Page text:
I have been doing a little bit of painting over the last couple of weeks, but nothing worth showing just yet. My plan for tomorrow is to finish off painting the 30YW cuirassiers - there's not much left to paint now, but it might be a while before they are completely finished - the cold winter weather isn't conducive to opening windows to provide ventilation for spraying matt varnish!
I've also done some work on the FSE spaceships - various panels have been painted red or white. I just need to touch up some of the blue, paint weapons, engine surrounds and the exhaust. The red and white panels do improve the look of the ships, but I'm still not sure about the colour scheme. I'll see how they look when I've finished painting them, but suspect that I might end up stripping and repainting them.
As well as the above, I've also assembled one of the Conquest Norman Knights to see whether the technique I use for 15mm horses will work for 28mm horses. I'm pretty much finished on the horse (the technique seems to work OK) and just need to finish the rider.
Well, that's enough of an update. Onto the book review.
Redshirts by John Scalzi
Imagine you are a junior officer newly assigned to the fleet's flagship, the UUS Intrepid
Imagine that all of your colleagues make themselves scarce when the senior officers are looking for people to go on away team missions
Imagine that junior crew members on away team missions have an extraordinarily high chance of dying in stupid and pointless ways
Imagine that at crucial moments the laws of physics seem to take a vacation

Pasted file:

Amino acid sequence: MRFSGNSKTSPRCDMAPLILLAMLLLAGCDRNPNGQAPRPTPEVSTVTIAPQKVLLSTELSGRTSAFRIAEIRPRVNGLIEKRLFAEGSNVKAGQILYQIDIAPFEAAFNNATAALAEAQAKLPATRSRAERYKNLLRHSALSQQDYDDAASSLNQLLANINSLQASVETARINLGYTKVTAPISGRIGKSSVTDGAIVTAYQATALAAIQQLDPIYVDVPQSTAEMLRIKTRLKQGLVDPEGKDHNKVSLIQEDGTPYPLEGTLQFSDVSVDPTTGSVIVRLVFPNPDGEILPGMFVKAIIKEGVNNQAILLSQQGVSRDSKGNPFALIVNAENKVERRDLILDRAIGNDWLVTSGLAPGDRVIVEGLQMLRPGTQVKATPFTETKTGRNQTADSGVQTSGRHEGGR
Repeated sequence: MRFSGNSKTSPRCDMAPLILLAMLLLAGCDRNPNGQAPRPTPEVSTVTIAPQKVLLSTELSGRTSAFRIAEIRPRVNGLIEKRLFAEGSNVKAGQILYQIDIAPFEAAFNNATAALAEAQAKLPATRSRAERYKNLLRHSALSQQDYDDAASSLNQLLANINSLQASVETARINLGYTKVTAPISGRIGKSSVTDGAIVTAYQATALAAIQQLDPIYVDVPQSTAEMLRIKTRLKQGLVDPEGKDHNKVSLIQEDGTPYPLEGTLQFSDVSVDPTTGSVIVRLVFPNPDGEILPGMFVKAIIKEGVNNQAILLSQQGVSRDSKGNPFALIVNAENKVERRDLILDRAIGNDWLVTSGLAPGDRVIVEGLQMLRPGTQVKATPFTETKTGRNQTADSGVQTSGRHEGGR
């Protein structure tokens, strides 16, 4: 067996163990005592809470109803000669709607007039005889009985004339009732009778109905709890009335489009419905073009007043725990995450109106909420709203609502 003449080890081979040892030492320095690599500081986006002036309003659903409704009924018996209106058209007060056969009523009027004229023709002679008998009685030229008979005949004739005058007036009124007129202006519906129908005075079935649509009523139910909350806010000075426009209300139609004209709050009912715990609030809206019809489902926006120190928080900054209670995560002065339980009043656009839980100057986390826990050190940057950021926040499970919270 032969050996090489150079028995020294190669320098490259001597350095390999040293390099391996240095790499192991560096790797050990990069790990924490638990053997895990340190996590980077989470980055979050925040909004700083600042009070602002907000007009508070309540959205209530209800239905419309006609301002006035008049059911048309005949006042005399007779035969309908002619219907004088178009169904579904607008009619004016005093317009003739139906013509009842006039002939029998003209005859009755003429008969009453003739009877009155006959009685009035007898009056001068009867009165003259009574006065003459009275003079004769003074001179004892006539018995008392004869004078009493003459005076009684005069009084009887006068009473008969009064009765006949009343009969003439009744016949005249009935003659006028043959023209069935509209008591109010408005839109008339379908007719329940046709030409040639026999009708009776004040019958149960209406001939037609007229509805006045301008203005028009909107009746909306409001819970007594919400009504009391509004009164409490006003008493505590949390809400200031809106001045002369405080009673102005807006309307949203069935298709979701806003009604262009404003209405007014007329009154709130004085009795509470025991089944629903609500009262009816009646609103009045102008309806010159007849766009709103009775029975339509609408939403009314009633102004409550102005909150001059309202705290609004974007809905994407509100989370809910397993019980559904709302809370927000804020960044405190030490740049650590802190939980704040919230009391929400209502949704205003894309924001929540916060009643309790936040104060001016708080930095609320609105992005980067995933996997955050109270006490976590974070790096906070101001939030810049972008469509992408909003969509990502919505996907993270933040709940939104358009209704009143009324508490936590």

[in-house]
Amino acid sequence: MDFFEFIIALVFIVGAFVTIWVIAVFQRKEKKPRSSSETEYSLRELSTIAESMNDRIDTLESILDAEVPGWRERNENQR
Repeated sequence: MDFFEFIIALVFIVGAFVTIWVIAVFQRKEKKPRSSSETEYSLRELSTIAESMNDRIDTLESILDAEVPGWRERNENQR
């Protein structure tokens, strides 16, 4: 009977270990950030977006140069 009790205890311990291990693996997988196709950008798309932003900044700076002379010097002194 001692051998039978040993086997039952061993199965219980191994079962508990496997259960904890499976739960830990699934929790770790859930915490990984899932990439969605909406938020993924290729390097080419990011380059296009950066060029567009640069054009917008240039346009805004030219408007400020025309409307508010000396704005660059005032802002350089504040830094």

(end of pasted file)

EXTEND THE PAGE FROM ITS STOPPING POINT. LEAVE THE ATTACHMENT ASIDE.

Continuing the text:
Imagine that a feral crew member warns you to stay away from the bridge and to avoid "the narrative"
Imagine he later tells you that the only way all the above makes sense is that you are somehow part of a television show (and not a very good one at that) in some alternative past timeline
Imagine that you come to realise that he might be right
Imagine that you don't want to die a pointless death as part of "the narrative"
Welcome to the world of the Redshirts
Heading the dedications at the start of the book is this:
"To Wil Wheaton, whom I heart with all the hearty heartness a heart can heart"
Yuk. In the words of the inimitable Dr Sheldon Cooper:
Yup. I'm not a fan of dear Wil. However, I didn't let that detract from my reading of the book.
The book was very well written (no surprise there) and absolutely hilarious as you read how the characters come to terms with what is going on and how they resolve to beat "the narrative".
As you would expect from the title, there are references/homages a-plenty to Star Trek (ToS) and the story just keeps you turning the pages. I read it in an evening. However the ending was a bit of a let-down (although Chapter 24 - the last one - did make up for it a bit).
And then I thought "Hang on a second, there are still a whole wodge of pages left in the book. What the heck?"
There are three "Coda" after the end of the main story, written in the first person (a blog); the second person and the third person. All are worth reading.
Over the past week I'd also read two other SF humour novels by Scalzi - "Fuzzy Nation" and "The Android's Dream". If you're unlucky I might subject you to reviews of those next week.